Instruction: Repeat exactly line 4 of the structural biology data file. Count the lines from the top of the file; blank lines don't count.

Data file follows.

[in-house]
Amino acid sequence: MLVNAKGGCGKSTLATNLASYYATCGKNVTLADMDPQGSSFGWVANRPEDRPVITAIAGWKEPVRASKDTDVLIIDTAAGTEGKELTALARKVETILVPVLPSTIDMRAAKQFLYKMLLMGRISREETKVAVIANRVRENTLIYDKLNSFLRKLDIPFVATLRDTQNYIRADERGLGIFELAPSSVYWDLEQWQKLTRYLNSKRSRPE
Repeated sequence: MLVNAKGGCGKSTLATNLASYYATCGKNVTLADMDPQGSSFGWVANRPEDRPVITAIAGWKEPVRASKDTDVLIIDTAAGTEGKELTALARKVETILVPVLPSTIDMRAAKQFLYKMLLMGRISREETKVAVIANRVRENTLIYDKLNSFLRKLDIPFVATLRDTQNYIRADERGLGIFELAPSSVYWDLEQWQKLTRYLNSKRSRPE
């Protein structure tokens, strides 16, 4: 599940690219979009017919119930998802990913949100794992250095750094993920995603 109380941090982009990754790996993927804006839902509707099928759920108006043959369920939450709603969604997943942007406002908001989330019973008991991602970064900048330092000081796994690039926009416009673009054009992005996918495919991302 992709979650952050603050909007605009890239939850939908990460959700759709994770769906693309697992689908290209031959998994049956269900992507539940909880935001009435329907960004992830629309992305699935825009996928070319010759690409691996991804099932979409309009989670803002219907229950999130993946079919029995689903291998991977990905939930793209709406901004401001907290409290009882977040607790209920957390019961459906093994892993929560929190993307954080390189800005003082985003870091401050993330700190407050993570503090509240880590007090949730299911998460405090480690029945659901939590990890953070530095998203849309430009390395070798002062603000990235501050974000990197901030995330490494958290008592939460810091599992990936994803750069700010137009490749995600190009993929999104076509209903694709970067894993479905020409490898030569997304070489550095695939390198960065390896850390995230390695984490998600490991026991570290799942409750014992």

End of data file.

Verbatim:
């Protein structure tokens, strides 16, 4: 599940690219979009017919119930998802990913949100794992250095750094993920995603 109380941090982009990754790996993927804006839902509707099928759920108006043959369920939450709603969604997943942007406002908001989330019973008991991602970064900048330092000081796994690039926009416009673009054009992005996918495919991302 992709979650952050603050909007605009890239939850939908990460959700759709994770769906693309697992689908290209031959998994049956269900992507539940909880935001009435329907960004992830629309992305699935825009996928070319010759690409691996991804099932979409309009989670803002219907229950999130993946079919029995689903291998991977990905939930793209709406901004401001907290409290009882977040607790209920957390019961459906093994892993929560929190993307954080390189800005003082985003870091401050993330700190407050993570503090509240880590007090949730299911998460405090480690029945659901939590990890953070530095998203849309430009390395070798002062603000990235501050974000990197901030995330490494958290008592939460810091599992990936994803750069700010137009490749995600190009993929999104076509209903694709970067894993479905020409490898030569997304070489550095695939390198960065390896850390995230390695984490998600490991026991570290799942409750014992």